Reluctant heroes are a bit overdone, but this one is honest and plausible (though, as all reluctant heroes, a bit tedious). That’s the good part, possibly. The characters are not exactly one-dimensional, but the book is certainly reluctant to show you more than one dimension at a time.
Protagonist from modest upbringing on a deliberately peaceful fantasy island sets out to solve riddles that this world is structured around. (The riddles are a very strong choice both for style and for world-building. I enjoyed them throughout the trilogy). He finds out that the world is not run the way he thinks it is, and it’s all a mix of extremely slow and dramatic. Good twist, good drama, but everything is so veiy slow and feels anti-climactic no matter what happens.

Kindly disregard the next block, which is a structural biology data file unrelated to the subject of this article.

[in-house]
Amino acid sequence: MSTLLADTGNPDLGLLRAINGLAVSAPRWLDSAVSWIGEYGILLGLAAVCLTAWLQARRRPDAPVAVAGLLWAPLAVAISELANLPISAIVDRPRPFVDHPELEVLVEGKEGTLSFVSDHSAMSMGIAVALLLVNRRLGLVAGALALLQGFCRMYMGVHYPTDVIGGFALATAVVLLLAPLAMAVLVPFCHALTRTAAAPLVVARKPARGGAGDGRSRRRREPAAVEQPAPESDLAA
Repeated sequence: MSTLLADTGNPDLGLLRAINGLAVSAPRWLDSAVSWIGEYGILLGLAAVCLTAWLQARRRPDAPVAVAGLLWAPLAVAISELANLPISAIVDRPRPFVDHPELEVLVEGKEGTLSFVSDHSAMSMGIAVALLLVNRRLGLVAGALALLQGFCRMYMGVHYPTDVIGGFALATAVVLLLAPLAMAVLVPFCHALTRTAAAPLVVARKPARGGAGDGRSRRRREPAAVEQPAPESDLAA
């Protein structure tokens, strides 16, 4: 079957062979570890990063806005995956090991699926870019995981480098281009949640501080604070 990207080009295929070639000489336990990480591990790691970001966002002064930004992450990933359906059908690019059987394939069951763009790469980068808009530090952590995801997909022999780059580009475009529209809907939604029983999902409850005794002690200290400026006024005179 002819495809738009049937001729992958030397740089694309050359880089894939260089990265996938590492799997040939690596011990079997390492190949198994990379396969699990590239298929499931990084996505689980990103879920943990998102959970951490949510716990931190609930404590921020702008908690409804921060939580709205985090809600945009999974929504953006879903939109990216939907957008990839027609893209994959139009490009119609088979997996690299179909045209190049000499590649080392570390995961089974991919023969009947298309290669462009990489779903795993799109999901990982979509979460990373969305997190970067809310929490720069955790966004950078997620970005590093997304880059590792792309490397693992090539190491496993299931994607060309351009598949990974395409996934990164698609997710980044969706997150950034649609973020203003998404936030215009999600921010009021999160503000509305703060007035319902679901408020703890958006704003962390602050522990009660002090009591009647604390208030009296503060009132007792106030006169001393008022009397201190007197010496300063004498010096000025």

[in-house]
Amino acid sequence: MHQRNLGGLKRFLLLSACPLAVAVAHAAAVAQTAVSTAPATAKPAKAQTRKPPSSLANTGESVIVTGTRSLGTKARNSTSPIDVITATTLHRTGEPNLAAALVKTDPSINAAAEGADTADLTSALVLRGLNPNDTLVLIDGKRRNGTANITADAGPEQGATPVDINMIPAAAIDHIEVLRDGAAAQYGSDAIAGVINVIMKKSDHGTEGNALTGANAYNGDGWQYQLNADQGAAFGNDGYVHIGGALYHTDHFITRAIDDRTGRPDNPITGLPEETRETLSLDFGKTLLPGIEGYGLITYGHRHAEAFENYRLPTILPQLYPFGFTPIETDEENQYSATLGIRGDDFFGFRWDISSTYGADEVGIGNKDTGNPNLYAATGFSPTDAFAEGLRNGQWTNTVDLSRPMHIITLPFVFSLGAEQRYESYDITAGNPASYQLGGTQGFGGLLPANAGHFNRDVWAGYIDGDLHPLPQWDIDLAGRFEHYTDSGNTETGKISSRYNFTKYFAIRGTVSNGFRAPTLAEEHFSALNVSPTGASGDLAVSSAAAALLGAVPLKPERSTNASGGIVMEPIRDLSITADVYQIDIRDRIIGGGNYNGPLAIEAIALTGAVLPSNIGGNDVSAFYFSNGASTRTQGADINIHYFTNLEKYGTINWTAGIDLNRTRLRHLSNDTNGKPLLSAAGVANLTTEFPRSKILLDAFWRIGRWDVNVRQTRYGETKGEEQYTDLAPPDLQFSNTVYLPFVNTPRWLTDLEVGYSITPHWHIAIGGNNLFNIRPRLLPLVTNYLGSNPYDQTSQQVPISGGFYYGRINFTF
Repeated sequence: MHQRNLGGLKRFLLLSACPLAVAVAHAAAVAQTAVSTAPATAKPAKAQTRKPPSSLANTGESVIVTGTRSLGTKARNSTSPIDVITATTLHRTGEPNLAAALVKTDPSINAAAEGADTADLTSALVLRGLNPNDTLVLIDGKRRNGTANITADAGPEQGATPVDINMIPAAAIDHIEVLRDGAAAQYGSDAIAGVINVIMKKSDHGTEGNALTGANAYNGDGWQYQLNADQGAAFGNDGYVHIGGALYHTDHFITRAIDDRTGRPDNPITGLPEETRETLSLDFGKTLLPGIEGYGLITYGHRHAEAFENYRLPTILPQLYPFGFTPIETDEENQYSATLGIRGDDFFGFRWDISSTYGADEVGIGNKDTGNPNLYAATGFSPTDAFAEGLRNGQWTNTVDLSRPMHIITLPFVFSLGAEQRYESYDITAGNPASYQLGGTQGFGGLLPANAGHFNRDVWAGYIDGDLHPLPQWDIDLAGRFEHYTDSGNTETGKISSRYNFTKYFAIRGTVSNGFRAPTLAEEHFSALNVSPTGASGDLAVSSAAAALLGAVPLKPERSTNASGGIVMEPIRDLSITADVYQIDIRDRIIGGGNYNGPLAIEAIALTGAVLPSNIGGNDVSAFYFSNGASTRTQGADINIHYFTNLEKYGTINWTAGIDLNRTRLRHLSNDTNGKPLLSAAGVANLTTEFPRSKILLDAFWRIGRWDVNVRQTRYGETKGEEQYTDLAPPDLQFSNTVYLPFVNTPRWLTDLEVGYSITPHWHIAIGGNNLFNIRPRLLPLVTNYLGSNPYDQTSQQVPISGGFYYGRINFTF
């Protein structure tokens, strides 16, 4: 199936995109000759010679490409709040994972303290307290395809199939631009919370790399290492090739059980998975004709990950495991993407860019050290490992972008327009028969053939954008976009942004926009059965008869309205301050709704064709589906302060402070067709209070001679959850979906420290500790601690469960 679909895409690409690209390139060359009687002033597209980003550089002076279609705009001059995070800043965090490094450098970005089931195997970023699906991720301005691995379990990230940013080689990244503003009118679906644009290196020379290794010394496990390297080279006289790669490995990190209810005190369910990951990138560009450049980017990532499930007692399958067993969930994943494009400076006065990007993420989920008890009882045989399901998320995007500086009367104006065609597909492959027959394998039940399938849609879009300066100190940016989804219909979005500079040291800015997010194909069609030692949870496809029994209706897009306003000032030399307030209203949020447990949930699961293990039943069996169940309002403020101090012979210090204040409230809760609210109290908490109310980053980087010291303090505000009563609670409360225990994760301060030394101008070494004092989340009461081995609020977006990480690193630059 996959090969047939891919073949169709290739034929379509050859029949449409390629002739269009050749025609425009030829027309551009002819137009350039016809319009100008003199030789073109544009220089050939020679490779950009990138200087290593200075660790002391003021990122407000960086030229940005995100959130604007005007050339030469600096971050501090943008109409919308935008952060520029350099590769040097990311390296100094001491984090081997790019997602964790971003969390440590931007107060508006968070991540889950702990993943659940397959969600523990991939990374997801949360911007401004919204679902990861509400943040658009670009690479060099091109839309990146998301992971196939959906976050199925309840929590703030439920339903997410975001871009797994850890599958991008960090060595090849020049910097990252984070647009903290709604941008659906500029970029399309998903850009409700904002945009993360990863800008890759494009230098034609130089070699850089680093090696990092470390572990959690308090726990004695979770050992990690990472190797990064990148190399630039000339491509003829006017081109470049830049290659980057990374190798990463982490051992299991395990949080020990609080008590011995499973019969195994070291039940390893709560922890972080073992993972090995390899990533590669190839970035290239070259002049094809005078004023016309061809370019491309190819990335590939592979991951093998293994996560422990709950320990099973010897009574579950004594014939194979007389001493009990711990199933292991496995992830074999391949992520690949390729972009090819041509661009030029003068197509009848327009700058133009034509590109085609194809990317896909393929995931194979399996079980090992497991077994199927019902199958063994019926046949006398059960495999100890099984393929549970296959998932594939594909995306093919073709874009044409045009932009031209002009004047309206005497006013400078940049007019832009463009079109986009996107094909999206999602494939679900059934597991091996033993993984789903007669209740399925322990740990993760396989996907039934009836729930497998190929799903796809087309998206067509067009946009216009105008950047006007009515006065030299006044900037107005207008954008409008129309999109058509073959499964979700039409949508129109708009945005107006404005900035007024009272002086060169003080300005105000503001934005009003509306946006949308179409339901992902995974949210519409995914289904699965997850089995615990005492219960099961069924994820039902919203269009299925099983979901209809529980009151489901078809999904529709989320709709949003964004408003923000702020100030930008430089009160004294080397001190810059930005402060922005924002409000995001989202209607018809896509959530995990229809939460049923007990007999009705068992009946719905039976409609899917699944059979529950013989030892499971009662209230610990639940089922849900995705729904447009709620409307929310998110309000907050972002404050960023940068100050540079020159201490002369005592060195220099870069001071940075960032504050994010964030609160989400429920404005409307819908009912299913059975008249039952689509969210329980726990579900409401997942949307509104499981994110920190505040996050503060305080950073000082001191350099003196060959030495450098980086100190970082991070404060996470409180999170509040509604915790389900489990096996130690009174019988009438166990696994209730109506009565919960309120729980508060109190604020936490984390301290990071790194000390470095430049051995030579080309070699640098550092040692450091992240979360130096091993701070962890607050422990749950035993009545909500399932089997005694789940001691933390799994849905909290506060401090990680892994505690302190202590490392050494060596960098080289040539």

I’m not sure how much of this is the book’s age. Or rather, I think the book’s age gives way to the oddly distanced slow pace, but I don’t think its age is all the reason there is. It reminds me of Earthsea, though le Guin is never quite this distanced.
Bonus points for learning to become a tree by thinking like a tree.